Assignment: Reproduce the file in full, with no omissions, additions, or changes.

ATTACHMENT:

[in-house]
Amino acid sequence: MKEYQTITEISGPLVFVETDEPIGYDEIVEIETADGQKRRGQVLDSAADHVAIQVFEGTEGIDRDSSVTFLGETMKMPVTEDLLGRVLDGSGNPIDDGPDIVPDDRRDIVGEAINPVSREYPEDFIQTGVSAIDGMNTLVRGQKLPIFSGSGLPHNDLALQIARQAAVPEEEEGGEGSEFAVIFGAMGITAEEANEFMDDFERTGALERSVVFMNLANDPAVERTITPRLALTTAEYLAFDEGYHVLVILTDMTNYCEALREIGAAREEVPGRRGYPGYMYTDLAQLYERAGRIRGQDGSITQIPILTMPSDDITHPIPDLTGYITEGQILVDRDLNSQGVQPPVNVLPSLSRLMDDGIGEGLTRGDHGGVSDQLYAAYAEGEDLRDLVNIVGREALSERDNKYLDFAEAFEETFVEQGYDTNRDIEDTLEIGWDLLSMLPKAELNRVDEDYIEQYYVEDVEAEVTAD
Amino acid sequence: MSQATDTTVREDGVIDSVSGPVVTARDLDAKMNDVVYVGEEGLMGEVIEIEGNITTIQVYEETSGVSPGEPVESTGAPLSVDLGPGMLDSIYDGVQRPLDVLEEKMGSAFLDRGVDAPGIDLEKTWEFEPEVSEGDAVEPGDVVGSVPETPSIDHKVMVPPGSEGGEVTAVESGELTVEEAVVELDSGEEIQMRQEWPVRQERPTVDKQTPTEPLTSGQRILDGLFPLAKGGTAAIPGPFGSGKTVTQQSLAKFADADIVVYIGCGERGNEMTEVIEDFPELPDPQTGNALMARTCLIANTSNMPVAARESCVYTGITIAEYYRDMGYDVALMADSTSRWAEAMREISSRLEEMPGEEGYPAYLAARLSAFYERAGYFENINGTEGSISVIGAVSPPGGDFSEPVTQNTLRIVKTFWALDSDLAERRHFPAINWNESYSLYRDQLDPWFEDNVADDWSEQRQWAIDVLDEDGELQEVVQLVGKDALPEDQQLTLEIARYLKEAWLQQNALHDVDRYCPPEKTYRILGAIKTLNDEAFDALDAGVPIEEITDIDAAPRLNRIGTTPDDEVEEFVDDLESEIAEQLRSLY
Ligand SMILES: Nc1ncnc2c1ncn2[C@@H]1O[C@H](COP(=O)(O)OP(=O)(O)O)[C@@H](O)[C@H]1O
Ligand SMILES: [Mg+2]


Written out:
[in-house]
Amino acid sequence: MKEYQTITEISGPLVFVETDEPIGYDEIVEIETADGQKRRGQVLDSAADHVAIQVFEGTEGIDRDSSVTFLGETMKMPVTEDLLGRVLDGSGNPIDDGPDIVPDDRRDIVGEAINPVSREYPEDFIQTGVSAIDGMNTLVRGQKLPIFSGSGLPHNDLALQIARQAAVPEEEEGGEGSEFAVIFGAMGITAEEANEFMDDFERTGALERSVVFMNLANDPAVERTITPRLALTTAEYLAFDEGYHVLVILTDMTNYCEALREIGAAREEVPGRRGYPGYMYTDLAQLYERAGRIRGQDGSITQIPILTMPSDDITHPIPDLTGYITEGQILVDRDLNSQGVQPPVNVLPSLSRLMDDGIGEGLTRGDHGGVSDQLYAAYAEGEDLRDLVNIVGREALSERDNKYLDFAEAFEETFVEQGYDTNRDIEDTLEIGWDLLSMLPKAELNRVDEDYIEQYYVEDVEAEVTAD
Amino acid sequence: MSQATDTTVREDGVIDSVSGPVVTARDLDAKMNDVVYVGEEGLMGEVIEIEGNITTIQVYEETSGVSPGEPVESTGAPLSVDLGPGMLDSIYDGVQRPLDVLEEKMGSAFLDRGVDAPGIDLEKTWEFEPEVSEGDAVEPGDVVGSVPETPSIDHKVMVPPGSEGGEVTAVESGELTVEEAVVELDSGEEIQMRQEWPVRQERPTVDKQTPTEPLTSGQRILDGLFPLAKGGTAAIPGPFGSGKTVTQQSLAKFADADIVVYIGCGERGNEMTEVIEDFPELPDPQTGNALMARTCLIANTSNMPVAARESCVYTGITIAEYYRDMGYDVALMADSTSRWAEAMREISSRLEEMPGEEGYPAYLAARLSAFYERAGYFENINGTEGSISVIGAVSPPGGDFSEPVTQNTLRIVKTFWALDSDLAERRHFPAINWNESYSLYRDQLDPWFEDNVADDWSEQRQWAIDVLDEDGELQEVVQLVGKDALPEDQQLTLEIARYLKEAWLQQNALHDVDRYCPPEKTYRILGAIKTLNDEAFDALDAGVPIEEITDIDAAPRLNRIGTTPDDEVEEFVDDLESEIAEQLRSLY
Ligand SMILES: Nc1ncnc2c1ncn2[C@@H]1O[C@H](COP(=O)(O)OP(=O)(O)O)[C@@H](O)[C@H]1O
Ligand SMILES: [Mg+2]